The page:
Protecting and Maintaining Our National Parks

By 2000, most national parks had fallen into disrepair due to a funding and maintenance backlog. In 2001, the President made a commitment to protect and restore these parks through the National Parks Legacy Project.
  • Our nation has 384 park units encompassing 83 million acres of wilderness, forestland and historic and cultural sites, and receives over 287 million visitors annually.
  • By 2006, the National Parks Legacy Project will maintain the parks' forests and rangelands and restore crumbling park infrastructure, particularly water and sewer infrastructure that threatens to pollute parks. Over 1,300 improvement projects have been completed or are currently underway.
  • President Bush has nearly tripled funding to protect and manage the parks' habitat and natural resources. This includes large funding increases to combat foreign invasive species that crowd out native plants and animals.
  • By 2005, the National Parks Service will employ 20,637 people, an increase of 829 since President Bush took office.
  • The President has requested $1.1 billion this year for our parks, 37% higher than funding received in 2001.
    • This is twice as much as requested in 1998 by the previous Administration.
    • The request also includes $77.6 million for the National Park Service Natural Resource Challenge to continue to study and monitor the environmental health of our national parks.
The President will meet his goal of $4.9 billion to improve our parks, including steps to protect visitors from the threat of terrorism. Since 2002, $3.9 billion has been allotted to eliminate the maintenance backlog.

"The President has more than kept his promise to eliminate the National Park maintenance backlog by providing $2.9 billion for this purpose in just his first two years. The entire backlog, of $4.9 billion, will have been funded by FY 2006,"
Douglas Wheeler, former National Executive Director, The Sierra Club.

Reducing Haze In Our National Parks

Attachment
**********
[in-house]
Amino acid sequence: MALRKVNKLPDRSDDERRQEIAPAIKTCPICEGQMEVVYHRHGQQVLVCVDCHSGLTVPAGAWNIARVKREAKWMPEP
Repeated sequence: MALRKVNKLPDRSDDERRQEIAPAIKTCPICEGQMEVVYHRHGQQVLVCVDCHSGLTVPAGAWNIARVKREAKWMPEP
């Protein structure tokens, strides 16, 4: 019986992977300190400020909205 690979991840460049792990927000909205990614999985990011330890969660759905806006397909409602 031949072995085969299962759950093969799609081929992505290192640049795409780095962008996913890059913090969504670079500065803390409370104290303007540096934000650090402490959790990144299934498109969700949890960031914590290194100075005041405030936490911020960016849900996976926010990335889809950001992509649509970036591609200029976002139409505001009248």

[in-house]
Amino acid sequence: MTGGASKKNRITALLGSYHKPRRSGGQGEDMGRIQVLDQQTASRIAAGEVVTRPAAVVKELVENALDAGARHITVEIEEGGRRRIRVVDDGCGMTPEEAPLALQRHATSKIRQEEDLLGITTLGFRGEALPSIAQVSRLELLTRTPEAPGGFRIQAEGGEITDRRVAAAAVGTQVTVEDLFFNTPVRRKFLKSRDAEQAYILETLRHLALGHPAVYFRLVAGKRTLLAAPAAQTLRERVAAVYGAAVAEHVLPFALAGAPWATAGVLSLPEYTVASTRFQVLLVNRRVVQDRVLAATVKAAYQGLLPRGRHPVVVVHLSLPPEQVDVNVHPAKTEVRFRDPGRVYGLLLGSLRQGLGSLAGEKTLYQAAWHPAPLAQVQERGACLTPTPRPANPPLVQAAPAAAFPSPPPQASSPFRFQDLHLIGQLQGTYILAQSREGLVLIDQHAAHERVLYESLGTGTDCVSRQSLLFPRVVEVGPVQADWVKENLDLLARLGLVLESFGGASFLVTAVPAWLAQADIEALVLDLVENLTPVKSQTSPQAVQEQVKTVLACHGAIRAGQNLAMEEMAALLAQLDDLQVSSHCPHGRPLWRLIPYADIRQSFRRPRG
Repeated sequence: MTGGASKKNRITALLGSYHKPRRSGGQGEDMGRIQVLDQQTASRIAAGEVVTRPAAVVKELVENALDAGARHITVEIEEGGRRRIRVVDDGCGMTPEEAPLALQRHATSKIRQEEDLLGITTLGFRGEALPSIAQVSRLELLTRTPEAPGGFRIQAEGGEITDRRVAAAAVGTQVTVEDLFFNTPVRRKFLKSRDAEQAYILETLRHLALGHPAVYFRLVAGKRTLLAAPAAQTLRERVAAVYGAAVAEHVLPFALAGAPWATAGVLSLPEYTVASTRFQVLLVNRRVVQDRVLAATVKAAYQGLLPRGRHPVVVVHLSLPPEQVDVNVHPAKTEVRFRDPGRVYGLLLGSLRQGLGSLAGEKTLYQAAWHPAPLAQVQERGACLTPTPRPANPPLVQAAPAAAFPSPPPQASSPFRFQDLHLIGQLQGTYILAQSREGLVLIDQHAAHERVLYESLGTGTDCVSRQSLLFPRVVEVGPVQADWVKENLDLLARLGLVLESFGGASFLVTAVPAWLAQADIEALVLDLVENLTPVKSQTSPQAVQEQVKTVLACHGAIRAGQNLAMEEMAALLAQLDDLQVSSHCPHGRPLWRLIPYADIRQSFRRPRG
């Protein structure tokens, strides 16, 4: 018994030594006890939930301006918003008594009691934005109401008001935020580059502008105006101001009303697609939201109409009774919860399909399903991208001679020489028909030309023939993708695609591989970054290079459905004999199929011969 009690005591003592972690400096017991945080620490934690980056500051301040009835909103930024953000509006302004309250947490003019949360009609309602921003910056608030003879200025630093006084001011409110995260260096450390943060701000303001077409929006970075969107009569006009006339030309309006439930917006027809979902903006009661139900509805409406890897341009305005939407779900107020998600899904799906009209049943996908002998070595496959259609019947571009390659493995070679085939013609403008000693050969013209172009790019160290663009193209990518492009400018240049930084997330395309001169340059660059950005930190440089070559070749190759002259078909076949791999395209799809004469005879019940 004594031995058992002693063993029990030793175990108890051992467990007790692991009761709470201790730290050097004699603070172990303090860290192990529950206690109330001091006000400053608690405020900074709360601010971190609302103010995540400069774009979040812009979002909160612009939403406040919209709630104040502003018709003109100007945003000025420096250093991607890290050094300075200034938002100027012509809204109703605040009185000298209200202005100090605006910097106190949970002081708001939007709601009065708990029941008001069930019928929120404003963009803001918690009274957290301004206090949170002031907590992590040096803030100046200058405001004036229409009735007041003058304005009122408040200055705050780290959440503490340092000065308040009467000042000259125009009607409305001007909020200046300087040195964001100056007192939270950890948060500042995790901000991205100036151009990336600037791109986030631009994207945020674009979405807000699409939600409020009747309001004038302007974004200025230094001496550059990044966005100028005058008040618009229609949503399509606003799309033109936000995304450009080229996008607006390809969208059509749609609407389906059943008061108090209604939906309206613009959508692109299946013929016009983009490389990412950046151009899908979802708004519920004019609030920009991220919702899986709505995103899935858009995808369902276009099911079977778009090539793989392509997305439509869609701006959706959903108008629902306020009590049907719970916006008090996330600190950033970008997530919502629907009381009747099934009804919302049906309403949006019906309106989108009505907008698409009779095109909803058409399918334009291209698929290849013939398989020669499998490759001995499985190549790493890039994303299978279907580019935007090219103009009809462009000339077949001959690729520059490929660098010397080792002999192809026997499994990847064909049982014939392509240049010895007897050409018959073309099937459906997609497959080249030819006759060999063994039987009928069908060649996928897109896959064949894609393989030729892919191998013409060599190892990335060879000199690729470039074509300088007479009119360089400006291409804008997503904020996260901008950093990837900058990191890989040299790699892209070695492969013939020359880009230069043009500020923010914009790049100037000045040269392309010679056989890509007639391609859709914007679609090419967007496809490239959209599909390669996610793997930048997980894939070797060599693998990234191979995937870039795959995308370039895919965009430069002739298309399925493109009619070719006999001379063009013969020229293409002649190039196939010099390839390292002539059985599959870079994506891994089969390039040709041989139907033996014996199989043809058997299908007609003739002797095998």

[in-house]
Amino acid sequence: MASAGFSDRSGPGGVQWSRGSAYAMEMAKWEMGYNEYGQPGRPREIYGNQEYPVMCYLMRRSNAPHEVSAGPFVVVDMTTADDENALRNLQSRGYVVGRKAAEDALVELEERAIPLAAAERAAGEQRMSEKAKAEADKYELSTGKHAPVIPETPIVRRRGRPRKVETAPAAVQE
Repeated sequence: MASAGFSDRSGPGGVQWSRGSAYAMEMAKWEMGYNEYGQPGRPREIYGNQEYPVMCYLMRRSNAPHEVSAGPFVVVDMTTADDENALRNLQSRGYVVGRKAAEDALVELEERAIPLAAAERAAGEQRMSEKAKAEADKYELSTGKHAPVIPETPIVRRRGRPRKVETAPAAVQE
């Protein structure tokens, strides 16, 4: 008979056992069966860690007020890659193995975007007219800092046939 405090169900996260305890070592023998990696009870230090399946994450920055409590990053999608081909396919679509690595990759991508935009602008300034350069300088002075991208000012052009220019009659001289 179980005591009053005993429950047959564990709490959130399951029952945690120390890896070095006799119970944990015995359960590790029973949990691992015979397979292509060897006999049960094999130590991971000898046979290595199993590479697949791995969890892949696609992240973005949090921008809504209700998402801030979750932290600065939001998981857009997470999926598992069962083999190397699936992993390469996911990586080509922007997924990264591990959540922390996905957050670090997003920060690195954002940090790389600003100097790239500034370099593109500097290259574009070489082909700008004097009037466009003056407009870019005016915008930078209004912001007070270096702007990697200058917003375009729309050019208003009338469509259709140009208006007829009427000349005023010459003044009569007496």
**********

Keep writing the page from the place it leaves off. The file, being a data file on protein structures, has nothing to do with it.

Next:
In addition to reducing greenhouse gases, the President's Clear Skies Initiative will reduce the haze and smog that is increasing over some national parks. Many environmentalists believe that the Great Smoky Mountains National Park in Tennessee is one of the nation's haziest parks.
  • The Clear Skies Initiative will reduce sulfur dioxide emissions 73%, nitrogen oxide emissions 67%, and mercury emissions 69% by 2018.
  • These emissions create the haze and smog that can be seen over some national parks, as well as acid rain that harms vegetation and turns bodies of water so acidic they can't support life.

The Bush Administration has also imposed a rule requiring the Best Available Retrofit Technology (or "BART" rule) to help guide states and localities in upgrading pollution controls at aging power plants and other industries. The rule will help states and localities more rapidly meet goals of pollution reduction.

"These are large reductions no matter how you look at it. The benefits are clearly there. We are in an area that will clearly benefit the most from the Clear Skies Initiative. When those reductions start to occur - and most of the improvements will be in the East - the Smokies will be downwind where those improvements are going to happen."
Jim Renfro, air quality specialist with Great Smoky Mountains National Park

"President Bush's Clear Skies proposal would be sufficient to stop damage here [in the Adirondack Mountains]. He is the first President to propose a comprehensive solution in the quarter-century we have known about acid rain."
Bernard Melewski, Acting Director, Adirondack Council.